Intervention scenarios

Since last week, there have been reports in the international press — especially from the US and Britain — about a potential Turkish military intervention into Syria. The reports have naturally provoked heated debate in Turkey.

As the general election is approaching, some people have instinctively thought that this has something to do with the election and about the governing Justice and Development Party’s (AK Party) alleged plans to control the results. According to the main opposition Republican People’s Party (CHP), the AK Party will lose a considerable number of votes on June 7 compared with the last general election. Turkey will even have to create a coalition government after the election, they claim. So a number of spokespeople from the opposition say the government has decided to postpone the election and the only way to achieve this is to drag the country into a war.

I don’t know if there are people within the governing party crazy enough to do that, but honestly, it is not easy to imagine that anyone would seriously consider starting a war just to win an election.

Besides, nowadays in Syria, the opposition groups are being reorganized. A number of divergent groups are trying to form something they call the “Army of Conquest.” The latter will not only try to overthrow the Assad regime in Damascus but also fight the Islamic State in Iraq and the Levant (ISIL). We don’t know yet, of course, if the Army of Conquest — should they manage to win the fight — will be able to preserve its unity and build a new Syria. Anyway, Saudi Arabia, Qatar and Turkey are supporting this force, and it apparently represents large segments of the Syrian opposition. By the way, the US is continuing to support the Free Syrian Army.

All these developments on the opposition front in Syria tell us that no foreign player wants to get directly involved in Syria’s civil war, and they all hope that local groups will deal with the matter.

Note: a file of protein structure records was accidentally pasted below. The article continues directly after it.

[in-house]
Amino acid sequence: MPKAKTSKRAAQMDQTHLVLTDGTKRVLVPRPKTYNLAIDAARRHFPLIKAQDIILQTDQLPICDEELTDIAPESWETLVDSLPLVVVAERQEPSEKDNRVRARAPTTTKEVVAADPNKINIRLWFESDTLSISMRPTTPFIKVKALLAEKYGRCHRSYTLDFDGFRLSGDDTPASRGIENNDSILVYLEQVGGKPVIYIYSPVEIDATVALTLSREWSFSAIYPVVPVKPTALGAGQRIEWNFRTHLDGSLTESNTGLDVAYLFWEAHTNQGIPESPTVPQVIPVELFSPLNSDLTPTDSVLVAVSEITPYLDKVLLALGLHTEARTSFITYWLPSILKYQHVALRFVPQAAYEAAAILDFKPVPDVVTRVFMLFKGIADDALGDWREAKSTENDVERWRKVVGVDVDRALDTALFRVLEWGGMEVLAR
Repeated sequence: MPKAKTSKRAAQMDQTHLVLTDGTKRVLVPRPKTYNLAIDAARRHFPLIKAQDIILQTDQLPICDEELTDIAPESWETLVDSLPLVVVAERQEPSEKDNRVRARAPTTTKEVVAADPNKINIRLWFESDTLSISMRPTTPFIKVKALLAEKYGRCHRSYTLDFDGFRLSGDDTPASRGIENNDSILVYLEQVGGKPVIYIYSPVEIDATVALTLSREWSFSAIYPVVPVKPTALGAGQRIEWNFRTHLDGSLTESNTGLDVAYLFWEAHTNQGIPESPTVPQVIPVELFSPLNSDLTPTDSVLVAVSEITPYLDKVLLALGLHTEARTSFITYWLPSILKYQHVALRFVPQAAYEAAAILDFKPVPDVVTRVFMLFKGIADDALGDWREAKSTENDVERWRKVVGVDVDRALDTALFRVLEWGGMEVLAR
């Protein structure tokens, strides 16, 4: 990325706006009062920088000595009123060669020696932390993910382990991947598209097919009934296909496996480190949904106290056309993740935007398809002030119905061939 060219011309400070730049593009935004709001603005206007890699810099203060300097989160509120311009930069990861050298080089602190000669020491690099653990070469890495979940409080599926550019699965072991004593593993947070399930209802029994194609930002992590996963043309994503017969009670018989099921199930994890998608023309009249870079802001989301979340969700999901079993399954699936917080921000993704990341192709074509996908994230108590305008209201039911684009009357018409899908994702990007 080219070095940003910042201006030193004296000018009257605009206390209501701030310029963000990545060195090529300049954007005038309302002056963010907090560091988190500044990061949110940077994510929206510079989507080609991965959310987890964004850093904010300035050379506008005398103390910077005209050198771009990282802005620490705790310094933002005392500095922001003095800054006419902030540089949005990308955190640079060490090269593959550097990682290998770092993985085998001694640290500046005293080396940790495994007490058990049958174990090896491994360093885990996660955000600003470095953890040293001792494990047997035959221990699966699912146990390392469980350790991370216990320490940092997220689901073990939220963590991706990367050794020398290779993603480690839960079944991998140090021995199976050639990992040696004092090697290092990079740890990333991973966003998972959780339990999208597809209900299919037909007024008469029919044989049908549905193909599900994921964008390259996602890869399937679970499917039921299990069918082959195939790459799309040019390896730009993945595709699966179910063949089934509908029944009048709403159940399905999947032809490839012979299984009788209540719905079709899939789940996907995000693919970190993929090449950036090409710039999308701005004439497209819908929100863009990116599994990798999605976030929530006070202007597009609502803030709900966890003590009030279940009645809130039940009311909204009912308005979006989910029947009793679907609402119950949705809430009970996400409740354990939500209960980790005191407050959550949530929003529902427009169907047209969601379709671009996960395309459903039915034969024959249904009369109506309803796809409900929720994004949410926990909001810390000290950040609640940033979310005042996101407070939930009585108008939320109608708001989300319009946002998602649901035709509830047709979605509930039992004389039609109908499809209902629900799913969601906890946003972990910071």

As far as Turkey is concerned, one can’t say that Ankara hasn’t had enough excuses until now to intervene militarily into Syria if it had wanted to. Ankara could have easily used the Kobani incidents, the bomb attacks in the border region or the Suleyman Shah tomb incident as a pretext. The downing of a Turkish fighter jet by Syrian forces in June 2012 would also have been enough justification for Turkey to launch a military operation if it so chose.

In other words, Turkey already had a number of reasons to intervene in Syria moreover, Turkey’s allies had wanted it to intervene. But Turkey didn’t intervene at all, so why would it do so now? What could happen that would be worse than any of the aforementioned incidents that could provoke a military response from Turkey?

It is quite interesting that the moment military maneuvers began along Turkey’s borders with Syria, the Turkish Chief of General Staff Gen. Necdet Ozel took 15 days of medical leave to undergo a minor operation. Who knows, maybe there are disagreements between the government and the army’s leadership about an eventual intervention in Syria. Maybe one of them is asking for an intervention while the other is opposed to it. Or maybe there is nothing to worry about but some people are using this event to create confusion among the public and make the governing party lose more votes.

One must think of other reasons that might satisfactorily explain the military activity along the border regions, as the prime minister categorically denies that there are preparations to intervene in Syria. Are these preparations a precaution ahead of the election and their eventual results? Maybe this has nothing to do with a foreign operation after all, and the army is just getting ready for a worst case, post-election scenario in southeast Turkey.